Feige, E. (1997) Underground Activity and Institutional Change: Productive, Protective, and Predatory Behavior in Transition Economies, in Nelson, Tilley and Walker (eds) Transforming Post-Communist Political Economies, National Academy Press, Washington D.C. 19-34
Feige, E. (2003) The Dynamics of Currency Substitution, Asset Substitution and de facto Dollarization and Euroization in Transition Countries, Comparative Economic Studies 45,3 September 358-383
Feige, E. and I. Urban, (2003) Estimating the Size and Growth on Unrecorded Economic Activity in Transition Countries: A Re-evaluation of Electric Consumption Method Estimates and their Implications, William Davidson Institute Working paper No. 636
Friedman, E., Johnson, S., Kaufmann, D. and Zoido-Lobaton, (2000): Dodging the Grabbing Hand: The Determinants of Unofficial Activity in 69 Countries, Journal of Public Economics 76, 459-493.
Gërxhani, K. (2004) Tax evasion in transition: Outcome of an institutional clash? Testing Feige’s conjecture in Albania, European Economic Review 48 (4): 729-745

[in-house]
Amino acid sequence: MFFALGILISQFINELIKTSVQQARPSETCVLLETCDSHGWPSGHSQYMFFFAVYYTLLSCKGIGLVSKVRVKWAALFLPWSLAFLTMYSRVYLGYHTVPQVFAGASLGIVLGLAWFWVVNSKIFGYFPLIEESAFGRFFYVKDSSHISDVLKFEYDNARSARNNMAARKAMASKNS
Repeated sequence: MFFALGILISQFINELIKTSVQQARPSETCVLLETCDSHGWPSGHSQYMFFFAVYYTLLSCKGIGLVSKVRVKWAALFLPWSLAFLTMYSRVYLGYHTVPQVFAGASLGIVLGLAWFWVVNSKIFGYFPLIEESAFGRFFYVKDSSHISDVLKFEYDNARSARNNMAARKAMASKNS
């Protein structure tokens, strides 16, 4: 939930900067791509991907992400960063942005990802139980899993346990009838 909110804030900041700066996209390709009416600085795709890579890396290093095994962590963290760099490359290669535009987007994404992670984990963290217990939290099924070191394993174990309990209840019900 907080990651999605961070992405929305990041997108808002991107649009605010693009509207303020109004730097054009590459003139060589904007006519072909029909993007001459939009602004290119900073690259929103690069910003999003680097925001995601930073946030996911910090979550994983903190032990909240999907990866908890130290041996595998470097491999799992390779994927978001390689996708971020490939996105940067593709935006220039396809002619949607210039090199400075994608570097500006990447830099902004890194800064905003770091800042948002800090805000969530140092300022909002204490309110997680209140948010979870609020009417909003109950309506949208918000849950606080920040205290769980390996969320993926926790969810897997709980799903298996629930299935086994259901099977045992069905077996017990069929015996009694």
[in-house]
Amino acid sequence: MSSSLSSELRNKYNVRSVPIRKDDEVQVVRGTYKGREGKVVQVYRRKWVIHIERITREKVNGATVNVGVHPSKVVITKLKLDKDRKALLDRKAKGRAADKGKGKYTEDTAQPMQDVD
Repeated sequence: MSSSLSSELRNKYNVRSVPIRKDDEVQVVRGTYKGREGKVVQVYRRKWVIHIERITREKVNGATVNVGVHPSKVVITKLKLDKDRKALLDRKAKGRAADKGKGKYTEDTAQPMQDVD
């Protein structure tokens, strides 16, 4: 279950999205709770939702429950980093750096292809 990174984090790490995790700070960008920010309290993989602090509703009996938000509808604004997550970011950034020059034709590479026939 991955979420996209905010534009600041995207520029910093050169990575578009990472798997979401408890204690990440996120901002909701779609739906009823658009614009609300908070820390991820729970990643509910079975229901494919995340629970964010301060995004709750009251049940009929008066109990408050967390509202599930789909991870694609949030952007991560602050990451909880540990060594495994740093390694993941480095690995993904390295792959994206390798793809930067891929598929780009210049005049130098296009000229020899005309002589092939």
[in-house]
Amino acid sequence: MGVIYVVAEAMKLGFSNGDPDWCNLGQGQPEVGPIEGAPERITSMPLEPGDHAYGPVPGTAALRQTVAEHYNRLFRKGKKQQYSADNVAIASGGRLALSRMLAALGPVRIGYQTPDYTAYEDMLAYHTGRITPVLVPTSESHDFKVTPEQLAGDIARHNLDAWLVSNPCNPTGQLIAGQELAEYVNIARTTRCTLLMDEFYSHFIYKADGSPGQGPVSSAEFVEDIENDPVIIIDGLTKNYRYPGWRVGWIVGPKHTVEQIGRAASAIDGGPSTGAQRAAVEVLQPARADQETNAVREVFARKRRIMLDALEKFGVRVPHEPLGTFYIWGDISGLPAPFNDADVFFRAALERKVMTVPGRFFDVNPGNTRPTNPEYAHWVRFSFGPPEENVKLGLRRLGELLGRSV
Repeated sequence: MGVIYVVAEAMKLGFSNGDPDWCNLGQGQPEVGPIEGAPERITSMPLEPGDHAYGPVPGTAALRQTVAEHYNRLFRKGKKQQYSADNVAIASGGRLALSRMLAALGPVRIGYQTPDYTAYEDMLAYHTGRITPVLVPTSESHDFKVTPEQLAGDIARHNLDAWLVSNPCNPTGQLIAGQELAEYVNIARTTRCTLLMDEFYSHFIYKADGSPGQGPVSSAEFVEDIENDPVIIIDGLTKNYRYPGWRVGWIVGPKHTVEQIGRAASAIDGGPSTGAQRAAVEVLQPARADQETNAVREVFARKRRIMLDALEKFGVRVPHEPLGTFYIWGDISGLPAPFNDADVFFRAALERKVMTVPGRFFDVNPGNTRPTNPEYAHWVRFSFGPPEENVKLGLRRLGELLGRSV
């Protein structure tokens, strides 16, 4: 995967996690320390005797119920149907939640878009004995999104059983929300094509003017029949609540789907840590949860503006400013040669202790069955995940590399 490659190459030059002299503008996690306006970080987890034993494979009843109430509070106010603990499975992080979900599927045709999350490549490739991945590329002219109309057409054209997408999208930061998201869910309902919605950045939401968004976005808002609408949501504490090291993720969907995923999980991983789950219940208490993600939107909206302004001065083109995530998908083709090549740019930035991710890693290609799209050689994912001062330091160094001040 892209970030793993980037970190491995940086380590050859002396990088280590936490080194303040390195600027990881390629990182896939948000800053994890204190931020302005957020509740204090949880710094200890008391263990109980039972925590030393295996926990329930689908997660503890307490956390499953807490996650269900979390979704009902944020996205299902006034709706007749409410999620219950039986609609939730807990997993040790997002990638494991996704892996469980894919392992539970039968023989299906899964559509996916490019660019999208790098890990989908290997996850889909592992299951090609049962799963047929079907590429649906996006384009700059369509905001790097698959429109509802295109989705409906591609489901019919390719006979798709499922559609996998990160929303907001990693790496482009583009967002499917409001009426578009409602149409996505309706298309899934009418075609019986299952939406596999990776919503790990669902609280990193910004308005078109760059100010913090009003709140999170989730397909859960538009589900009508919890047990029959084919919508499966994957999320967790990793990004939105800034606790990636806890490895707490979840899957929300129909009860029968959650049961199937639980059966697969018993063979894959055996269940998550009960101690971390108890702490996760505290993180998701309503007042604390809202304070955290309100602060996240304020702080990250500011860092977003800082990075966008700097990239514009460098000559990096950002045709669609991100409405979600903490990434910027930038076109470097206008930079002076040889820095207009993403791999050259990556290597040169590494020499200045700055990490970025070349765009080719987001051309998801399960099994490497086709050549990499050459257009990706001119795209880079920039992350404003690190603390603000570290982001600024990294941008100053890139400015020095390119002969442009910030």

Gutmann, P. (1977) The Subterranean Economy, Financial Analysts Journal 35: 26-34.
Havrylyshyn, O. (2001) Recovery and Growth in Transition: A Decade of Evidence, IMF Staff Papers 48, 53-87.
Havrylyshyn, O. (2004) Uncharted waters, pirate raids, and safe havens: A parsimonious model of transition progress, BOFIT/CEFIR Workshop on Transition Economics, Helsinki.
IMF (2000) World Economic Outlook, Washington, DC.
Johnson, S., Kaufmann, D. and A. Schleifer (1997) The Unofficial Economy in Transition, Brookings Papers on Economic Activity 2 159-239, Washington, D.C.
Johnson, S, Kaufmann, D. and P. Zoido-Lobaton (1998) Regulatory Discretion and the Unofficial Economy, American Economic Review, 88(2) 387-392
Kaufmann D. and A. Kaliberda (1996) Integrating the Unofficial Economy into the Dynamics of Post-Socialist Economies, World Bank Policy Research Working Paper, No. 1691.
Kudabaev, Z. (2004) Estimation of non-observed economy in Kyrgyzstan, OECD/ESCAP/ADB Workshop on Assessing and Improving Statistical Quality: Measuring the Non-observed Economy, Bangkok 1-6